At Group sessions, playwrights share pages or scenes from works-in-progress, which are read by professional actors. They then invite their colleagues to comment on the work.

At year's end, we will present a weekend of readings by the Group.

*FYI - ActNow and LTC are committed to making this group affordable for many. $150 (tax deductible) nominal fee covers renting the group's meeting space for the year and administrative costs.

For more info please click
Liberation Theatre Company

Please feel free to join us as an actor (FREE) in the play development process by contacting info@liberationtheatrecompany.org.


The Monologue/Scene Study Character Workshop
Starting January 18th 2011
At 138 South Oxford St, Brooklyn, New York

Featuring Guest Instructor:
Pharah Jean-Philippe

This intensive and comprehensive 12 week workshop is designed for actors with some prior training or professional experience. This is a lab where actors will be challenged With both contemporary monologue and scene work. This will be fun, challenging Class for actors who want to sharpen their tools, learn how to ask smart questions, make strong choices, break bad habits and cultivate character through the self with honesty, Integrity, simplicity and playfulness. The session will culminate with a "sharing" of the Work open to a one-night workshop production followed by a reception.For more info on our affordable cost and additional information about our program please email us @ info@actnowproduction.org
or call 347 274 0563
For more online info please Click ACTING WORKSHOP

A Staged Reading of Work By Diverse Writers
Celia C.
Peters, Creator and Producer

The Next Fifteen Minutes is a program that showcases the live dramatic reading of screenplay excerpts by screenwriters underrepresented in the American film industry with respect to their race/ethnicity, gender, sexual orientation/identity or physical disability. The purpose of this program is to give exposure to largely unheard voices in American cinema and to encourage underrepresented storytellers to explore writing and directing by providing a venue for them to present their work to a live audience.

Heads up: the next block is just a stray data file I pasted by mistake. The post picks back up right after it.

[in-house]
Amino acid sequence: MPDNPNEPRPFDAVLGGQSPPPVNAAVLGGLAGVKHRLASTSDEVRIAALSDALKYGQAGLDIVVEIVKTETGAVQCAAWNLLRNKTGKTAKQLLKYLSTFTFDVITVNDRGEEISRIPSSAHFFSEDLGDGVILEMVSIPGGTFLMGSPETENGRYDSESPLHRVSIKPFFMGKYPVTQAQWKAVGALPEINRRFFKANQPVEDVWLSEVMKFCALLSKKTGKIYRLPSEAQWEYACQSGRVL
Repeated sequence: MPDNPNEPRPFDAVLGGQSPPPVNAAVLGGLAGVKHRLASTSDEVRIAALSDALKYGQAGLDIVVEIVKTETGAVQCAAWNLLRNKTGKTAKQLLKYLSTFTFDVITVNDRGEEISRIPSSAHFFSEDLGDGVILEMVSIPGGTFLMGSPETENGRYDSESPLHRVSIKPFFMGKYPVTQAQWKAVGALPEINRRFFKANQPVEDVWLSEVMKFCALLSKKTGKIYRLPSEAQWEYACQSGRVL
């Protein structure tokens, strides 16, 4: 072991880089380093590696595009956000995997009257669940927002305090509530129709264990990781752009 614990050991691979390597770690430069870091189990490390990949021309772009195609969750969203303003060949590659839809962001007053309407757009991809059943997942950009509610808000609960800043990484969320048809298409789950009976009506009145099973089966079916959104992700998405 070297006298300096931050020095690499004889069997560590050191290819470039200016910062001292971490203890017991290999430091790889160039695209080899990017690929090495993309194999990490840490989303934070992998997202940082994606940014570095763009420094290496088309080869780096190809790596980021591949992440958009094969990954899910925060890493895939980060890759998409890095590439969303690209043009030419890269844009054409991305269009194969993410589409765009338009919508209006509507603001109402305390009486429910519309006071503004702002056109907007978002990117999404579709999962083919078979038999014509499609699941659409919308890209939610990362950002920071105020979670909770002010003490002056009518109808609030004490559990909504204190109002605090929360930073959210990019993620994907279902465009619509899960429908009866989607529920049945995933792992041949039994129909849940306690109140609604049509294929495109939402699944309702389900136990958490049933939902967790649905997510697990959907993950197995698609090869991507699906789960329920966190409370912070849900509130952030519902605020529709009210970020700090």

For more info please click Next 15 Minutes

Thank you again for your continued support!
Have a Happy Thanksgiving!

Monday, November 8, 2010

Interview with Amyre Loomis

Amyre Loomis, Communications Director for NYC Council Member Letitia James, answered a few questions about the importance of Brooklyn and why the arts must remain a staple in our beloved city.

What is it about Brooklyn that motivates you to work tirelessly for your community?

Brooklyn is a jewel, it captured my heart because of such positive energy here, and I view it as one of the foremost cultural arts districts in the world. First of all, the foundation of downtown and central Brooklyn is its stunning architecture; this combined with old trees and an international, urban sensibility is magical - love this village. Also, I feel that the higher power brought me here (from MI), and gotta keep following His lead.